I want to make one of these work benches - food for thought
Paulk Workbench is on my project waiting list as well. Paulk Miter Stand is also interesting.
You can buy a Maslow kit for what the top costs, and with the delivery charge have enough left over for the price of the materials. I found an online build log, doesn’t look too hard to build. I’d guess 3/4 cabinet birch for the top, and 1/2 for the bottom.
Ever seen one in person? How stiff is the top?
That’s what she said …
I have a 4x4’ Paulk table. It’s fairly sturdy because of the torsion box design.
The one they sell is for those who do not want to spend time having fun or have experience with woodwork.
YouTube Ron Paulk building the Paulk Workbench
FYI - He sells his plans -
Being completely honest - the holes in the mail pieces are arguably the most time consuming part of this build. I’ve looked at Ron’s designs a ton and have considered them however he builds for a very specific need - portability. That’s why all of his designs are made to be light and minimal. I think it would be helpful to use Maslow for the hole cutting while relying on conventional woodworking tools to manufacture the rest.
Very cool designs for sure and 110% doable on Maslow! Which makes them EVEN cooler!
This thread had me watching his Youtube videos. Many many great ideas including several on this bench alone. The horses alone are very well thought out. I can see making a few similar horses without the bench. I can see making a similar non-portable bench without the dog holes for my little shop - just to have a proper sized bench.
Speaking of no dog holes, if I were to make this bench, I would make it with horse hinge slots on both sides so I could have a choice of dogs or not. All I need is to be chasing small parts down a bunch of holes. Beyond that, I’d leave it alone.
I thought I was the one with the farm…never heard of a horse hinge slot.
Maybe a moose hinge slot way up north? Do you use saw-mooses there?
Makes more sense if you watch the guy’s video. The underside of the bench is slotted to pick up on the saw horse hinges so it doesn’t slide around.
If horse hinges and a choice of dogs has you going, wait 'til I bring on the Africanized killer shadflies.
It could happen…
I bought the plans and the materials, but never got to do it. Just ordered the Maslow and will use it to finally finish it.
Will do a post and share my experience along the way. Maybe I should look at the plans again and make sure I have the right files ready while waiting for the February shipment
I look forward to seeing how it works out for you. I might use cement board inserts and put a BBQ where the router goes. I see many ways to make this for different purposes.
Yep. The horses don’t like power tools and can’t find a hoofsaw. Moose are more adaptable
Ah, this is very timely. I have been obsessing over this exact workbench myself recently. I purchased the plans this past weekend for the Paulk compact workbench (the smaller 3’ x 6’ version), and have been watching the videos he created about building the bench.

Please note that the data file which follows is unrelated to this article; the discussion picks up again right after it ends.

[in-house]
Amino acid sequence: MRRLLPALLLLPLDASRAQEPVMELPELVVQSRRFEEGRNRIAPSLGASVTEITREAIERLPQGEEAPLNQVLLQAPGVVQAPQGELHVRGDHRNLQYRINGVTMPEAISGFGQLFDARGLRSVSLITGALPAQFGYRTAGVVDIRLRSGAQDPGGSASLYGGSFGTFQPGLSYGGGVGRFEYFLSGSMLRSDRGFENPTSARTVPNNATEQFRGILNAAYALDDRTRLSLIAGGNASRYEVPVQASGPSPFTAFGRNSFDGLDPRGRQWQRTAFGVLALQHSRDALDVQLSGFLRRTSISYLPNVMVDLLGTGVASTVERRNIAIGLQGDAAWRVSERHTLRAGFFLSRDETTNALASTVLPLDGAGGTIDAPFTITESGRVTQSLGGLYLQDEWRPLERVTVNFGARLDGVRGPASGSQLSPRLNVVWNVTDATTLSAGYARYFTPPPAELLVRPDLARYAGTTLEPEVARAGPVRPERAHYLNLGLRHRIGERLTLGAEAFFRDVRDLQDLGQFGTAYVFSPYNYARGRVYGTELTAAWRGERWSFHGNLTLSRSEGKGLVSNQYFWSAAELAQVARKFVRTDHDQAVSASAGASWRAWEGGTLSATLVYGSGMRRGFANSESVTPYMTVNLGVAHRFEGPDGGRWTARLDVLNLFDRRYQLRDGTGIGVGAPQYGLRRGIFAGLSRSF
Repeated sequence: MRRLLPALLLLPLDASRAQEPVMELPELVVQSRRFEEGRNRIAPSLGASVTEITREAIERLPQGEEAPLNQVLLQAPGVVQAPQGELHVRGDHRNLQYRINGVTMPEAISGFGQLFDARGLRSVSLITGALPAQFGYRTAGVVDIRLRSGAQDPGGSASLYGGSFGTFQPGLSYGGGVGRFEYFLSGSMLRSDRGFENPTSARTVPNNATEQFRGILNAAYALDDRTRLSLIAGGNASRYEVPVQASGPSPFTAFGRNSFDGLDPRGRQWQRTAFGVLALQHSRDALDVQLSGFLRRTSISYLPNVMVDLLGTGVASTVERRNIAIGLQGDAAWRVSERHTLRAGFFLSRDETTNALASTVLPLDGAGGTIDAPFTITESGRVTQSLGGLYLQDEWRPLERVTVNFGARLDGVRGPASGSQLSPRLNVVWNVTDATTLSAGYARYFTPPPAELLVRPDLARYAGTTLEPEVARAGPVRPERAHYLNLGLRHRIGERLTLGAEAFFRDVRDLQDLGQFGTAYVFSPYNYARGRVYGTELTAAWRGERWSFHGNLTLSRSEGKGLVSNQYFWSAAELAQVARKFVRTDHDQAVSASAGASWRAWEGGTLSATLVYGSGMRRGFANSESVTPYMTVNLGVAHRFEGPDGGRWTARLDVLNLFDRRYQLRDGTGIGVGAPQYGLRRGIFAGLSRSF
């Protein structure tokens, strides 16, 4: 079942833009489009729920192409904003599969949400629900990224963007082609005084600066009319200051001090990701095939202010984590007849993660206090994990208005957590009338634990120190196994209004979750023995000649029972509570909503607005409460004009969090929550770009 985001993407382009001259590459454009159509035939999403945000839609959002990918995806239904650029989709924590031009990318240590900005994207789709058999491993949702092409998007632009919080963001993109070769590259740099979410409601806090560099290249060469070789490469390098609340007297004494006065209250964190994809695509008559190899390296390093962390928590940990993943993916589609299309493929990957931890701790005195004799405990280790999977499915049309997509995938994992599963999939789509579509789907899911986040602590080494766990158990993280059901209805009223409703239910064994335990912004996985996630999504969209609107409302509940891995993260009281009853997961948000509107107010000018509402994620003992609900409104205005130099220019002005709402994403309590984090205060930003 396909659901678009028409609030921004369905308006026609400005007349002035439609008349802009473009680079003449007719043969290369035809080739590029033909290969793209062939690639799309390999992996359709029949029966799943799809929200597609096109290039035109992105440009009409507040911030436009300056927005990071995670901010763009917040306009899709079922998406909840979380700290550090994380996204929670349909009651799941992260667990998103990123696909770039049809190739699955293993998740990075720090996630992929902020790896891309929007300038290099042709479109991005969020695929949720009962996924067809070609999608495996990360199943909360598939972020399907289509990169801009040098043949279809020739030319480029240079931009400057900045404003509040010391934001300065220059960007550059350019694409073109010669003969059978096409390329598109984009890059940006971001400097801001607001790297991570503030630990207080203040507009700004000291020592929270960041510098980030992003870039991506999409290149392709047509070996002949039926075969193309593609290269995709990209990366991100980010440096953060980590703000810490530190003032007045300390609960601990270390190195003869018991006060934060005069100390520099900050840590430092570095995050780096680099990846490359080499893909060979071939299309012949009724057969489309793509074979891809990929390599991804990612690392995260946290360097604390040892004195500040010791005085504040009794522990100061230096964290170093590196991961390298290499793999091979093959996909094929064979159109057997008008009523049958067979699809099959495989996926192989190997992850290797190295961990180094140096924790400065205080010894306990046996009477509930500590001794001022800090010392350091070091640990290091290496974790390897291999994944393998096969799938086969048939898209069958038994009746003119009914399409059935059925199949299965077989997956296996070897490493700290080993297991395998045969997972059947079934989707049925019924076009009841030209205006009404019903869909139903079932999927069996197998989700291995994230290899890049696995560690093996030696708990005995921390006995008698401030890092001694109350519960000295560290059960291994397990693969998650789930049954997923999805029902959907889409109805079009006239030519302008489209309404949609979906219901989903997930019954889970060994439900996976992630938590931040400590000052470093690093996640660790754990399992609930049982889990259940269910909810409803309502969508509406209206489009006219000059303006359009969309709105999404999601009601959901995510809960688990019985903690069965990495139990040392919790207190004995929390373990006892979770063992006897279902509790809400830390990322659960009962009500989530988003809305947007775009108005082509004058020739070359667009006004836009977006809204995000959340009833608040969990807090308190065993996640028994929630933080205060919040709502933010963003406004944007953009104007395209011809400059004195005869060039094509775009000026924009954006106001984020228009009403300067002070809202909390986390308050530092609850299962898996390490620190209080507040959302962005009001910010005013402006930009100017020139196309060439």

While I would love to be able to make this entire workbench with a Maslow, I found myself concerned about the Maslow accuracy for it, particularly for the holes in the worktop.
The (Paulk design) holes in the worktop are meant to be 20mm diameter, and precisely laid out across the entire top so you can use bench dogs and fences anchored in the holes and be sure that things pressed against them are lining up precisely at 90 degrees angles (or 45 degrees, or 30 degrees, etc., depending on which holes in which you put the bench dogs). Reduces a lot of the work and adjusting to get angles ‘just right’ when working on projects.
If you’re not looking for the worktop holes to have high precision so you can rely on them for exact angles, but rather you just want them for clamping down/against, then maybe the Maslow is fine.
But I wonder about the Maslow’s ability to create 50-100 holes, each with uniform 20mm diameter (so bench dogs aren’t too loose or too tight), and spread out uniformly across such a large surface (3’ x 6’ or 4’ x 8’).
I know the Maslow inaccuracy may be small, but I’m concerned that over a large surface, it could really add up and ruin ability to trust the angles of the worktop.
What are people’s thoughts on this aspect?
Try a test run with heavy cardboard or scrap sheet goods
We need someone to try it and see.
I suspect we will need to get the chain sag error out before it’s perfect, but
it depends on what sort of distances you are talking about
a 1mm error over 100mm is an error of 0.57 degrees
a 1mm error over 1m is an errof of 0.057 degrees
how exact do the angles need to be?
I expect that the hold diameters are all going to be good enough, the error over
a small distance is pretty small, but it adds up over the full width of the
Thanks for responses.
The holes are laid out 96mm center to center (about 3.78").
When doing a wood project on the workbench using the holes and bench dogs for alignment, which holes you put the bench dogs in depends on the size of the board on which you’re working, but typically the wider apart you can put the dogs, the better. Typically you’re going to skip a few holes. But sometimes you use the holes to align a fence to guide a plunge saw, in which case you would spread the dogs nearly as wide or long as the workbench, or thereabouts (so, for argument’s sake, let’s say range of 3 to 6 feet).
As to how exact the angles need to be, I don’t honestly know. The selling point of the pre-made Paulk worktop you can buy is that it is made on a commercial CNC and has high precision. I don’t know what that precision is.
Did you ever attempt cutting this on the maslow? I’d love to build one of these workbenches!